Of course, ‘My vegetable love’ starts line 11 of Andrew Marvell’s erotic poem ‘To His Coy Mistress’ (1681). Poised rudely between noun and adjective, the Lover’s ‘vegetable love’ apparently grows ‘Vaster than empires, and more slow’ (Line 12). In the sixteenth and seventeenth centuries the noun vegetable, as we understand it today, is more commonly known as an herb. Therefore, the Lover’s manhood probably refers to a slow-growing plant or tree because ‘in the Aristotelian scheme of vegetative, sensitive and rational souls, the first is characterized only by growth’ (Smith 81). More specifically, his ‘vegetative soul’ may allude to the trusty oak as it could take up to five hundred years to grow. Also, its enduring strength made the tree useful for building early modern ships, which are another symbol of phallic pride and strength.
Yet the problem with identifying ‘My vegetable love’ as a tree is that the gargantuan woodpecker appears in the middle of a Neoplatonic parody – Neoplatonism means that Marvell’s patient Lover and his beloved remain chaste in preparation for spiritual unity (Smith 78). By the time the Lover is ready for what Iago refers to as ‘making the beast with two backs’ (Othello I.i, line 115), he will already be in heavenly bliss with his mistress.
The metaphysical conceit of an enduring slowly-leavening tree is perhaps too sluggish (even for a Neoplatonic Lover), given that the poem degenerates into Epicureanism – a philosophy of pleasure that needs no explanation. Yet by hinting at the decades it takes the Lover’s ‘vegetable love’ to grow, also means clashing with the previous mentions of time in the poem. These are the passing of the Lover’s and his beloved’s ‘long love’s day’ (Line 4) and the Lover’s claim that ‘I would/Love you ten years before the flood’ (Line 8). The slow passing of one day and even ten years are mere seconds compared to the ‘vegetable love’s’ implied hundreds of years of blood-fuelled growth. Furthermore, following the vegetable love’s unspecified time-frame to reach full maturity are the more accurate estimations detailing the Lover’s sense of urgency:
An hundred years should go to praise
Thine eyes, and on thy forehead gaze.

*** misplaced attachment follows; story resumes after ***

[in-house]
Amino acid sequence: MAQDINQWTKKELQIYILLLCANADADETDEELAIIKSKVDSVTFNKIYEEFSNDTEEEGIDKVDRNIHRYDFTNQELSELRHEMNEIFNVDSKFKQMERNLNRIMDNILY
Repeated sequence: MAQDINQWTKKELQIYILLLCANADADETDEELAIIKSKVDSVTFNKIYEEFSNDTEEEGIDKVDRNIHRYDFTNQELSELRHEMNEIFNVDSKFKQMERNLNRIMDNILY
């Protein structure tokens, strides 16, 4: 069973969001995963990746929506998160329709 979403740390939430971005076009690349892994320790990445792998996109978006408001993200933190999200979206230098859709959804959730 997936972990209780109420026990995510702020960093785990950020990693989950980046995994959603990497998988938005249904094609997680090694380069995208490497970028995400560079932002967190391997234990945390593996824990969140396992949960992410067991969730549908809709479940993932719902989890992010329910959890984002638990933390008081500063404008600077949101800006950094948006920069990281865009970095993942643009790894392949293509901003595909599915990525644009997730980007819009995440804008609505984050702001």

Two hundred to adore each breast:
But thirty thousand to the rest.
An age at least to every part,
And the last age should show your heart. (Lines 13-18)
The realization that Marvell’s Lover has been endowed with an extreme case of brewer’s droop not only spoils his wedding night, but also ruins the poem’s cumulative comic effect. The hyperbolic Petrarchan blazon, a poetic conceit in which the Lover praises his beloved’s beauty via her body parts, takes an entire Millennium before Marvell’s poetic speaker has successfully wooed his beloved. By that time, he would’ve forgotten what his ‘vegetable love’ is for.
An oak tree not only stretches the Lover’s wedding tackle too far but, within what is an ostensibly a love poem, it is not really an enticing carrot for his beloved. The Lover’s warning to the poor woman is that while she is waiting with folded arms for his ‘vegetable love’ to stiffen, her ‘beauty shall no more be found’ (Line 25). Worse, she’ll be lying in ‘thy marble vault’ where worms and not a vegetable of any shape or form will ‘try/That long preserved virginity’ (Lines 26-28). If the Lady’s ‘beauty’ is capable of decaying, then the Lover’s ‘vegetable love’ should, following the poem’s elegiac logic, also rot. In order for Marvell’s Lover and beloved to ‘sport…while we may….like am’rous birds of prey’ (Lines 37 & 38), I propose to argue that his ‘vegetable love’ rather than being an unwieldy oak tree is, in fact, a potato. Not the common garden spud but the more erotically alluring sweet potato.